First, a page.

a fairy tale
based on the original European
folk version of
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The name of the place is of no importance; only its shape and textures need concern us. It was a small county laid out in a broad valley that had been farmed since Roman times. In large measure it was watered by a clear stream that flowed out of the mountains to the east. That stream ran around the south side of a low, flat-topped hill, turned north, and then veered west again just past the bridge. The Count's castle sprawled across the top of the hill, overlooking a village that spread around the south and west sides of the hill like an apron.
Vineyards spread over the land to the west of the village and, to a lesser extent, to the north and the south. Their wines were the county's wealth, their value derived from the pride and skill that the workers at the various chateaux put into their making. One such chateau, a small one, spread its vines south of the road just west of the stream. The house, with its enclosed courtyard, sat back from the road a half hour's walk from the village. On one particular day it sat empty, locked and enveloped in silence into which only the slow peals of a distant church bell intruded.
In the village, in the plaza, a horse and a cart stood before the church. Serving as pallbearers, six of the village's shopkeepers carried a coffin from the church and put it onto the cart. Then they joined the rest of the villagers in funeral procession as the priest led the horse out of the village and across the bridge.
Just past the bridge, between the road and the stream, the land made a low rise, holding up a small wedge of meadow that ran down to a grove of trees. By the roadside, where the meadow met the trees, stood a shrine dedicated to the Blessed Virgin Mary, a memorial to some long-forgotten martyrdom or miracle. Behind the shrine a stone bench sat atop the rise, a freshly dug grave at its foot. The shopkeepers carried the coffin across the grass from the cart to the grave and gently lowered it into place as the other villagers gathered around and the priest took his place at the head of the grave.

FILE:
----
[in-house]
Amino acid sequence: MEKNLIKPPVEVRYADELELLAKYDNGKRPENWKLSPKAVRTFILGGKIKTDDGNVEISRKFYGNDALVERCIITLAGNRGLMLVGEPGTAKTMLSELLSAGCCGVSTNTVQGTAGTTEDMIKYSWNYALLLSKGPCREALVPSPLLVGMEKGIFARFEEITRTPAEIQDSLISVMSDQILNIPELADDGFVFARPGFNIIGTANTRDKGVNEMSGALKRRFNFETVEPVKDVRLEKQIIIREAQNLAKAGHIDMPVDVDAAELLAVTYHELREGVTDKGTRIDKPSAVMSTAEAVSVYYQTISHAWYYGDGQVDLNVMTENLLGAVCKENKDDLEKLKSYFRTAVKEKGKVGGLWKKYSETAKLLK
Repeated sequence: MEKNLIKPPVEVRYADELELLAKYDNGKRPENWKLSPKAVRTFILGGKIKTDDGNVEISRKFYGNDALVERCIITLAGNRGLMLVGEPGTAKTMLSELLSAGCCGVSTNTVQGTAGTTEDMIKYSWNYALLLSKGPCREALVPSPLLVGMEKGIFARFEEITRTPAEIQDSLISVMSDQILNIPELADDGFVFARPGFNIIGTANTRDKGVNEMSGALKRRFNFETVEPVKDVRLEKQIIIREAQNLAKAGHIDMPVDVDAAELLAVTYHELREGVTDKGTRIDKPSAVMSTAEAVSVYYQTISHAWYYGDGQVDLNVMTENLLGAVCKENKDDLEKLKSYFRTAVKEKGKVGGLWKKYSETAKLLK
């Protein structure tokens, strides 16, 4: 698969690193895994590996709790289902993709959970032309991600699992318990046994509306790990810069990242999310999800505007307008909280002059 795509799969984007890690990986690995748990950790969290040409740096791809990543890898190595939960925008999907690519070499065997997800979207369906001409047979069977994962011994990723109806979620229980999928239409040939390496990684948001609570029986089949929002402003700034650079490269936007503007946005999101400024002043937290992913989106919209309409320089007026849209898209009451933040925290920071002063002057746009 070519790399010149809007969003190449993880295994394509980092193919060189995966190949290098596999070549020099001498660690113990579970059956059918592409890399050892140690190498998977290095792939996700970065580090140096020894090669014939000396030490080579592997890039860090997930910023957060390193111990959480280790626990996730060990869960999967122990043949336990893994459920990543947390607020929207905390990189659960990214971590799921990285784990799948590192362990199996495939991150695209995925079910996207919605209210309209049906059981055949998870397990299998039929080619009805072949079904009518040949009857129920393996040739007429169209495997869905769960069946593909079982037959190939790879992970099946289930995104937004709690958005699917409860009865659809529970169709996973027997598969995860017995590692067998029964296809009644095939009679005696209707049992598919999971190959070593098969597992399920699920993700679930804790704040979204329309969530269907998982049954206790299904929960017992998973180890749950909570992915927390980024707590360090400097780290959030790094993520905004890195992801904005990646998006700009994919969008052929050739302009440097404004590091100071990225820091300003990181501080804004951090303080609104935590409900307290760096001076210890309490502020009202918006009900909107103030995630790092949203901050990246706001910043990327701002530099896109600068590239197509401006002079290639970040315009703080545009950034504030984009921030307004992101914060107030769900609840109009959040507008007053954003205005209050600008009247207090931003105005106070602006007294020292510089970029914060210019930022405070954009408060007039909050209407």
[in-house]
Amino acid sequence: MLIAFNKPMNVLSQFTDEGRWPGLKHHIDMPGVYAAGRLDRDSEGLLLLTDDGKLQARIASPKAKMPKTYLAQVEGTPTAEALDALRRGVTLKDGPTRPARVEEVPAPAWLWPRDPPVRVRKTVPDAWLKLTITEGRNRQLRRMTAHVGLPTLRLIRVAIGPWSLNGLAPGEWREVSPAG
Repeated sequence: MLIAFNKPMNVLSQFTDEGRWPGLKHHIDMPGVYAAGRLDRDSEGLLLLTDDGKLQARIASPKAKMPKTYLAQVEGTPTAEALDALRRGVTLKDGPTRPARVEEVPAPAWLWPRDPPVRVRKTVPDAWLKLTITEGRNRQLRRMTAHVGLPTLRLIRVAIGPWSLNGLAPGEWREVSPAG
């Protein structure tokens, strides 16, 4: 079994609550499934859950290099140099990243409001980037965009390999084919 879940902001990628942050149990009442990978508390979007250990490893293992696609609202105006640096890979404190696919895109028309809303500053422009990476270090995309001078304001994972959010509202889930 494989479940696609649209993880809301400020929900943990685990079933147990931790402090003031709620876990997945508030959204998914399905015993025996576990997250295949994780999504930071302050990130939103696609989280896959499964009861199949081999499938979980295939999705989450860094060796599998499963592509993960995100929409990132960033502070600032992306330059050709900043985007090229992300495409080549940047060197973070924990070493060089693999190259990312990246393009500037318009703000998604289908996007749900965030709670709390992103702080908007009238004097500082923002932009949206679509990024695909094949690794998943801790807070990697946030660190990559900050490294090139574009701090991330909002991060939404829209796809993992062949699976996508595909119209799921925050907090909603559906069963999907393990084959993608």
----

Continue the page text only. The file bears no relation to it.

"From this humble earth, through our descent from Adam," the priest said, "we take these bodies. To this earth we must return them when our souls are called to a higher service in the house and the fields of Our Most Subtle Lord. Today we mourn the lost of this beloved vessel, through which our sister brought sweetness and beauty to lighten the burdens of our lives, and we console ourselves with the knowledge that we shall see her again, not as in a vision, but as in the flesh, when we ourselves are called to enter the Kingdom of God." With that he sprinkled holy water into the grave.
Singly or in pairs, the mourners paid their final respects and then wandered back to the village, some pausing to offer prayers at the little shrine, until two were left standing by the grave. The man, tall and well-dressed, reluctantly pulled the spade from the mound of freshly dug soil and slowly shoveled the soil back into the pit, throwing each spadefull against the wall of the pit lest it drum on the coffin. The girl, a pretty twelve-year-old with shiny chestnut-brown hair, wandered around the meadow and through the grove gathering flowers and binding them into a bouquet with twists of grass. As the man relaid the last piece of sod at the base of the grave's stone cross the girl laid her bouquet upon it. They sat, the two of them, father and daughter, on the stone bench for a long time in silence. Tears trickled down the man's cheeks and the girl put her arm around his shoulder and said, "Don't worry, Papa. I'll take care of you just as Mama would."
Summer's warmth was a fading memory, brought to mind ever more fondly by Autumn's first chills. One bright, clear day, in the little chateau a half hour's walk from the village, the girl had just swept all the accumulated dirt in the main room into a pile by the door. Her hair, tied back with a ribbon, was in some disarray and her face, dress, and apron were smudged with ash. With a smile of satisfaction, she opened the door, swept the dirt out into the courtyard, and then swept the last remnants off the steps. She had just finished that task when Father rode his horse into the courtyard and a once-ornate, now slightly dilapidated one-horse carriage came into the yard behind him.
Barely giving him time to dismount, the girl ran to greet her father with a kiss. She then saw a beautiful woman with blond hair alight from the carriage with a graceful aristocratic bearing. Two equally beautiful blond girls in their early teens stepped from the carriage behind her.
"Welcome," the girl said to them. "Welcome to our chateau."